The amount of shedding varies widely from breed to breed. German shepherds shed year-round, while poodles seem to lose very little fur at all. Short-haired breeds may shed as much as the longhairs, but since the hair that light-coated dogs shed is easily overlooked, it may seem as if they shed less.

All coats, even the heaviest, can be tamed by a regular and frequent schedule of bathing combing and brushing. There are many different kinds of shampoos and conditions to choose from. No matter what the breed or mix of dog, shedding is normal, but some heavy shedding can also be a sign of health problems. Skin allergies and skin parasites may trigger shedding and poor nutrition or other health problems can also be a cause of coat problems. Become familiar with your pet’s normal pattern of shedding. Ask your groomer for advice. If you notice their coat condition seems too dull, you notice excessive hair loss, or are noticing a change in skin conditions, please don’t hesitate to ask a professional. They are always happy to help.


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Boarding your pet? How to select the best facility and what to expect.

Boarding is usually the first option for many people who do not have someone they can depend on, for those who are uncomfortable leaving their dog with a stranger, or having a stranger come to their home. I do not blame you!!! Boarding can be a fantastic experience or a nightmare. More and more concerned pet owners are choosing to board their dog at boarding kennels. Facilities that belong to International Boarding & Pet Services Association (IBPSA) are professional pet-care providers who make a public commitment to quality pet care and subscribe to a Code of Ethics for pets in boarding and/or daycare facilities. The vast majority of dogs adapt well and enjoy their stay at the kennel. For some dogs/puppies which have not had their immunizations, extremely old dogs with chronic illnesses, very aggressive dogs, and dogs that require medication more than twice a day, you might consider boarding with your veterinarian.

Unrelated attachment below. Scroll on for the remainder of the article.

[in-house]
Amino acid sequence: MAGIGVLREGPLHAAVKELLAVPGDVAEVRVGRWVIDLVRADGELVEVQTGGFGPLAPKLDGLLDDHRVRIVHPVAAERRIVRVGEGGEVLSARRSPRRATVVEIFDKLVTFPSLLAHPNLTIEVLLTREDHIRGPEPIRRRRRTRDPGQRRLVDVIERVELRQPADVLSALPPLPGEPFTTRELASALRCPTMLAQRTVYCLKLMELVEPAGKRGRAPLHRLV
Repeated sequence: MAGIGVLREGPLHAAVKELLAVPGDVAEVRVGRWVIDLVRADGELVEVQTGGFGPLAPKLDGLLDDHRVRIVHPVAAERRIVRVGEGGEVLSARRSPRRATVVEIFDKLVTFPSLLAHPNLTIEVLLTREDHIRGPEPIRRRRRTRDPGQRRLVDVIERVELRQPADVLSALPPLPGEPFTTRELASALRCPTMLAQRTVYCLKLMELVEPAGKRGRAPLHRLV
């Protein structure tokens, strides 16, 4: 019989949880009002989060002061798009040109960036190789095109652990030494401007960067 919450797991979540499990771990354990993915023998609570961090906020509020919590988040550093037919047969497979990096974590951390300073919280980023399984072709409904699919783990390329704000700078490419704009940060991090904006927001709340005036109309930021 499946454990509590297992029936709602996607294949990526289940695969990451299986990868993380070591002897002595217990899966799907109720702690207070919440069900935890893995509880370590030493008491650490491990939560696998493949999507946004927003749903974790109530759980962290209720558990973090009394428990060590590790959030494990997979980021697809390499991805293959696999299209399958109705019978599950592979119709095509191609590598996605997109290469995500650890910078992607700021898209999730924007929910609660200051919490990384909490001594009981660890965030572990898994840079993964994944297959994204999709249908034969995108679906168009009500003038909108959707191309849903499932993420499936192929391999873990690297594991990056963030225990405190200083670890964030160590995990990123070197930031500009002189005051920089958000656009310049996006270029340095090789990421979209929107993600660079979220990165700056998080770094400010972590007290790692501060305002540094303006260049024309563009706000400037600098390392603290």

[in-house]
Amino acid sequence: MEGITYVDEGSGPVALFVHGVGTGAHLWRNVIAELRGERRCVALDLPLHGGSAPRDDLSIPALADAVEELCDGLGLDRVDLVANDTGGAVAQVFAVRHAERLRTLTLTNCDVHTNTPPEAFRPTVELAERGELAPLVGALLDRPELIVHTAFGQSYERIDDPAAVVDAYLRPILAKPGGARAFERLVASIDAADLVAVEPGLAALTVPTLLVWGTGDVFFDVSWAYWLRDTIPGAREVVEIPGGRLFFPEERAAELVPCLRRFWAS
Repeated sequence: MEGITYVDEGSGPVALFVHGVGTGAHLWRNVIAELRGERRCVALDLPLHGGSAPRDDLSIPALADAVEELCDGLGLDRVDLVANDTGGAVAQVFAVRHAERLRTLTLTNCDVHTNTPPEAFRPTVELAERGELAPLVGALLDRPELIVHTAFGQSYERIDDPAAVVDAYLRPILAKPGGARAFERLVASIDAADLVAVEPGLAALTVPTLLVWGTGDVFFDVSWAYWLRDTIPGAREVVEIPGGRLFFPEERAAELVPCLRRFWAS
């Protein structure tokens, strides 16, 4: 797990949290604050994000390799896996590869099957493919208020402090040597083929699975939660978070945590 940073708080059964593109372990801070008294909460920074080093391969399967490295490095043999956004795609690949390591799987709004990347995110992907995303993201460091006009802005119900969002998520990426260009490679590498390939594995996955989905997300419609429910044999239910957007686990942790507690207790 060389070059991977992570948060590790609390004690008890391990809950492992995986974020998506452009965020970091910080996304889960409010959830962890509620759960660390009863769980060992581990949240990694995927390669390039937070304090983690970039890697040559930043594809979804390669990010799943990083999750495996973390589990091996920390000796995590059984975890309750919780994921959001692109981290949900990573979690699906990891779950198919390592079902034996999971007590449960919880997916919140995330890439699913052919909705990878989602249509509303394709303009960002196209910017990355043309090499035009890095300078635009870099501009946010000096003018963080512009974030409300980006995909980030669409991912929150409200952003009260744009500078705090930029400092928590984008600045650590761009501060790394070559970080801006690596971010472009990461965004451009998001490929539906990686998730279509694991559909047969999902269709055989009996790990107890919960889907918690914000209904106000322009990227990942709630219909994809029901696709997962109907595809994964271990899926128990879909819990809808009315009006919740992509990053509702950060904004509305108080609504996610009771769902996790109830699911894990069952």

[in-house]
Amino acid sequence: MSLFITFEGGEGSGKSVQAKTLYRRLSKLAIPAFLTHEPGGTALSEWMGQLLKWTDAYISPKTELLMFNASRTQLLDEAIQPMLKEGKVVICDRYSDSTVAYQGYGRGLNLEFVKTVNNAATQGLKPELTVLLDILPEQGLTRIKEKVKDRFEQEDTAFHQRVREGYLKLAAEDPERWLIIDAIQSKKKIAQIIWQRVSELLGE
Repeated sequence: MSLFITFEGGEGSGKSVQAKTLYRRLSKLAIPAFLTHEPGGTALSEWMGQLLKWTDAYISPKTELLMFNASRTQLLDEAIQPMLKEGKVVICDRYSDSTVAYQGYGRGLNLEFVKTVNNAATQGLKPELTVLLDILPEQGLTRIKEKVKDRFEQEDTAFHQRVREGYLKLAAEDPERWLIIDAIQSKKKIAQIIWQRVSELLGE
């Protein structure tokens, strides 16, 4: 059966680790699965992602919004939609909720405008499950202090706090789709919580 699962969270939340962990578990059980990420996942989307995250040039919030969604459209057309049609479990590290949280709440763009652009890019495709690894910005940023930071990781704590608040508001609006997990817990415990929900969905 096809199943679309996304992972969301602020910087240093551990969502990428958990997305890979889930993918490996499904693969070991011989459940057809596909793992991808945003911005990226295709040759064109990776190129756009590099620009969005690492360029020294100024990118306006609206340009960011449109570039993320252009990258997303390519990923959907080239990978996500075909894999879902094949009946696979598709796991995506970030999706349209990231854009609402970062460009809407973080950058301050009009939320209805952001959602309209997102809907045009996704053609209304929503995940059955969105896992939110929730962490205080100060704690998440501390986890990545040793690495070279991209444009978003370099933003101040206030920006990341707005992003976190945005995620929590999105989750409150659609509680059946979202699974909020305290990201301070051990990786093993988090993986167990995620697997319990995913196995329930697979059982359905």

Selecting a Boarding Facility:

Make sure you call around and talk to several of the facilities nearest you.  Be aware that they may be under staffed.  They will also have their hands full with their four legged customers, so I would not expect to get someone on the phone who can chat for a while.  Stop by a boarding facility and visit with the owner and staff.  Get acquainted with the people who will be caring for your pet.  Ask questions and take nothing for granted.  Discuss frankly any qualms you may have about boarding.  They will appreciate your frankness and interest.

Health and Safety:

The experienced staff members at an IBPSA facility are trained to recognize the warning signs of potential health problems and will contact a veterinarian if they feel it is necessary.  Many times it is easier for the pet care provider to detect problems than it is for the owner of the dog.  It is not, however, part of the pet care provider’s job to diagnose or to prescribe.  If your dog does require veterinary care while being boarded, you should be aware that you, the pet owner, are financially responsible for such care.